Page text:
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I'm backing up an old hard drive and copying about 300GB of files. It had about 50GB left when I got a kernel panic and now I want to resume the copying. Is there a way to do this in Ubuntu? (A don't copy if file already exists but copy all files that don't already exist argument?)

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This will depend on how you were doing the copy.... –  belacq Nov 21 '12 at 17:18

3 Answers 3

rsync usually only copies what's missing or changed, there seem to be also some GUIs for it.

The command for you might look like as follows, copying recursively and preserving permissions, timestamps etc. (archive), verbose output, use compression (zip) during transfer, showing Progress:

rsync -avzP /media/oldhd/ /media/newhd/ in some casese you may need to prepend sudo if files are from different users.

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What did you start the copy operation with?

Nautilus gives you this option:

Nautilus dialog

Hit the 'apply this action to all files' and it will skip all that has already been copied.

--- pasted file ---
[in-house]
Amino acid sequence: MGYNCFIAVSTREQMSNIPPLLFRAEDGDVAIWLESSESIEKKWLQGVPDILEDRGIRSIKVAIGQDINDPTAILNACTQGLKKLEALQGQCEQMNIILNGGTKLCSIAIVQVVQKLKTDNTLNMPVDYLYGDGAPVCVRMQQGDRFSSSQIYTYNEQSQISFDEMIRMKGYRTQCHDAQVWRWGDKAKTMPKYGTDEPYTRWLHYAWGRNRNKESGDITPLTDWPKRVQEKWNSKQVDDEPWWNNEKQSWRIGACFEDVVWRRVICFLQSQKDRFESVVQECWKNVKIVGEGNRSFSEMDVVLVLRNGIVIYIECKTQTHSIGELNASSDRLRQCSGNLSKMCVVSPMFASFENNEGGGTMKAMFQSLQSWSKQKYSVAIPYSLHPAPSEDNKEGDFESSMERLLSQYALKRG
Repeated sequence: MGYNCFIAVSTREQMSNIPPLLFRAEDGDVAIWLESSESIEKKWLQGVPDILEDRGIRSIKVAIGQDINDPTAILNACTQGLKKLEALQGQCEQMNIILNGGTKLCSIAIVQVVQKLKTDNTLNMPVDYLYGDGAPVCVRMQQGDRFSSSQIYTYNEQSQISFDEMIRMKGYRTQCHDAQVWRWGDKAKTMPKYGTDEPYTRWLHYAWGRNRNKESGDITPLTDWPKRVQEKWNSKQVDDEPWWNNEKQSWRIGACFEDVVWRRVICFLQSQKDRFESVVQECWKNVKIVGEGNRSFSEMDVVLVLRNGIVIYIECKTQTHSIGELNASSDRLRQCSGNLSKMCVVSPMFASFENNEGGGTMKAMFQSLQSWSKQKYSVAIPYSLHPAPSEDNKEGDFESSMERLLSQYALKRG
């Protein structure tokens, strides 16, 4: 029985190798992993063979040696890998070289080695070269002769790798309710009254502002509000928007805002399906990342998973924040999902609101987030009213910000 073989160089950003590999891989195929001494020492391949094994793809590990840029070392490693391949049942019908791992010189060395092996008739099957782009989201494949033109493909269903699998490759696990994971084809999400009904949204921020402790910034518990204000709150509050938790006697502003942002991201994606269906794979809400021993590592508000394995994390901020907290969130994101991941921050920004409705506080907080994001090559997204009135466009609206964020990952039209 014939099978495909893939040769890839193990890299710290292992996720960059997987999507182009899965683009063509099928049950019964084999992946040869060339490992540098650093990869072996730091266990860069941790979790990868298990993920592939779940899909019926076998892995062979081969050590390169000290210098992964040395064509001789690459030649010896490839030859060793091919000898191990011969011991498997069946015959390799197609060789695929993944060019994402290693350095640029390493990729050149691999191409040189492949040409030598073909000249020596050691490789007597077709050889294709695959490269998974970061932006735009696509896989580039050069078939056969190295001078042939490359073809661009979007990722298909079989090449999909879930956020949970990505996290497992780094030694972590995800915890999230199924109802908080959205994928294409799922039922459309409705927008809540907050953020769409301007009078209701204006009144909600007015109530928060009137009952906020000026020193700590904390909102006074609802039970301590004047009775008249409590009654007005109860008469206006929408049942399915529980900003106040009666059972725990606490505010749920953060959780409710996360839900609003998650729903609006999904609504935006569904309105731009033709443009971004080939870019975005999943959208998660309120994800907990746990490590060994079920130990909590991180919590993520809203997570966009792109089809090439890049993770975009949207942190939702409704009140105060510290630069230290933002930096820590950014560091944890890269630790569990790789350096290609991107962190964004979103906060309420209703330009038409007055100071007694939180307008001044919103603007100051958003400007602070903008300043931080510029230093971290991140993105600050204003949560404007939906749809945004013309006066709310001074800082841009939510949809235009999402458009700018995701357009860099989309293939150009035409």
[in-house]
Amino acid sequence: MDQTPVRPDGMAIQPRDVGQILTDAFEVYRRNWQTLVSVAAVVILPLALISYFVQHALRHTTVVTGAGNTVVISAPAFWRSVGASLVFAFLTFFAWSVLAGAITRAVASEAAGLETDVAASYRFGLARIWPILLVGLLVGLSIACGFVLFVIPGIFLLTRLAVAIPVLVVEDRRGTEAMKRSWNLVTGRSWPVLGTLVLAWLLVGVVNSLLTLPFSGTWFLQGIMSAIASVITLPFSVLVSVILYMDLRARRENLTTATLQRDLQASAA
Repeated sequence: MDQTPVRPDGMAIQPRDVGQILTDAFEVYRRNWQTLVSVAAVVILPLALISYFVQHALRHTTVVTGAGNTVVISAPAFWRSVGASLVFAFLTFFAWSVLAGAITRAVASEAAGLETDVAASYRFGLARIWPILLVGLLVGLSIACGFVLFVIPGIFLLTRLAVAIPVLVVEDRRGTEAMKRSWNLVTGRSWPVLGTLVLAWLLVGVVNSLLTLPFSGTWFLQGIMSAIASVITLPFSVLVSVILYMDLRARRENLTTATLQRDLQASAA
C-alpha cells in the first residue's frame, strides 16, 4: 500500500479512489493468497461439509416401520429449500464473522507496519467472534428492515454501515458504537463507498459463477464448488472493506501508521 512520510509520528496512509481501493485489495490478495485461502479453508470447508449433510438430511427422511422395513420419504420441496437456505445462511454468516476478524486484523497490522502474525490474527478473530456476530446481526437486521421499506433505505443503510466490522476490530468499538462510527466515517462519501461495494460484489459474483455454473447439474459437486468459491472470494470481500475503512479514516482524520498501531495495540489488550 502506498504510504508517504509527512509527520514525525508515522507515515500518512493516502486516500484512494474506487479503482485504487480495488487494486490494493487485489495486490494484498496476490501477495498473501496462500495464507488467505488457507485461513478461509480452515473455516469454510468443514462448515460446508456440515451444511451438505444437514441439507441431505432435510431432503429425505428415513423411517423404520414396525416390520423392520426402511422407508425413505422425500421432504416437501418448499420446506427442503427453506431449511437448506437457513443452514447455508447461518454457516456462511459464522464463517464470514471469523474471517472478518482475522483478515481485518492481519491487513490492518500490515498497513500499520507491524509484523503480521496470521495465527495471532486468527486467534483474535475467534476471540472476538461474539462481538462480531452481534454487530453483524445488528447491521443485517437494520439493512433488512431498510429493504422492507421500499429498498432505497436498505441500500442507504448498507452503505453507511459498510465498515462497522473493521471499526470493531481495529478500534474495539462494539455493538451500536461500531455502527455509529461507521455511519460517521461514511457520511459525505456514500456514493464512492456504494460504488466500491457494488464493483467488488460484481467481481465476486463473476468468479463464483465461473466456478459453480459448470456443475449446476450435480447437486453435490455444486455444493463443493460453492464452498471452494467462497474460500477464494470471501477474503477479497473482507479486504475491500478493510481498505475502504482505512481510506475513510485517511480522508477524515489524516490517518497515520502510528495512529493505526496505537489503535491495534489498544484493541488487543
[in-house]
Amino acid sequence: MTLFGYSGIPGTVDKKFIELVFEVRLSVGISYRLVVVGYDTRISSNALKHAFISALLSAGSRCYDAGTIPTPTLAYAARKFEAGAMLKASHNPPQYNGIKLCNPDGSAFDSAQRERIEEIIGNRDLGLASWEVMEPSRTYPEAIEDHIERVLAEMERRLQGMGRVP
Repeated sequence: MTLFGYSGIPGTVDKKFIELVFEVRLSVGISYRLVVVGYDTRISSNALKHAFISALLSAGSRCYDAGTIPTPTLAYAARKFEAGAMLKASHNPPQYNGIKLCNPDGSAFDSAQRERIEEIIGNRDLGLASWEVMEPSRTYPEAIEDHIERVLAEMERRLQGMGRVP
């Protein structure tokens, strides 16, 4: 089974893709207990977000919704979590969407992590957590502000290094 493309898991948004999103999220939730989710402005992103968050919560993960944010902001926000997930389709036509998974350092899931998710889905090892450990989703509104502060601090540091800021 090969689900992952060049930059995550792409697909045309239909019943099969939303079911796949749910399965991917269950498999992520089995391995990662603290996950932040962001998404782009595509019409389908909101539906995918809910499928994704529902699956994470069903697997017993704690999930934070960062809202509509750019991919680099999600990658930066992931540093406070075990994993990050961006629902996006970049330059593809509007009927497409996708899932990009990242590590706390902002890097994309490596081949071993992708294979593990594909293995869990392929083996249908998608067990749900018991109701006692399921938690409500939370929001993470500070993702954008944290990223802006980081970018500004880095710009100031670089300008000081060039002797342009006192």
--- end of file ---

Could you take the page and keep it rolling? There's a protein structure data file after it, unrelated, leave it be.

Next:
But it does depend on how you copy the files.

Command line: cp with the option -n will skip all existing files.

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Unfortunately, this is not a good solution. If any files were only partially copied, then skipping them will leave the half-copied version at the destination. –  Ryan Thompson May 16 '11 at 9:12
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On our systems partially copied files are flagged by the system and both nautilus and cp overwrite that file. Now this might be redhat only but I assumed this to be Linux's way... –  Rinzwind May 16 '11 at 10:42
    
I've never heard of any such feature. Can you point to a manual page or other documentation somewhere that describes this? –  Ryan Thompson May 16 '11 at 22:32

You can use a synchronization software like freefilesync to compare the folders (by file content), and finish the transfer by setting up the appropriate synchronisation configurations.

Look here on how to install freefilesync.

You can also try "conduit" from the official repositories, but this I have never tried.

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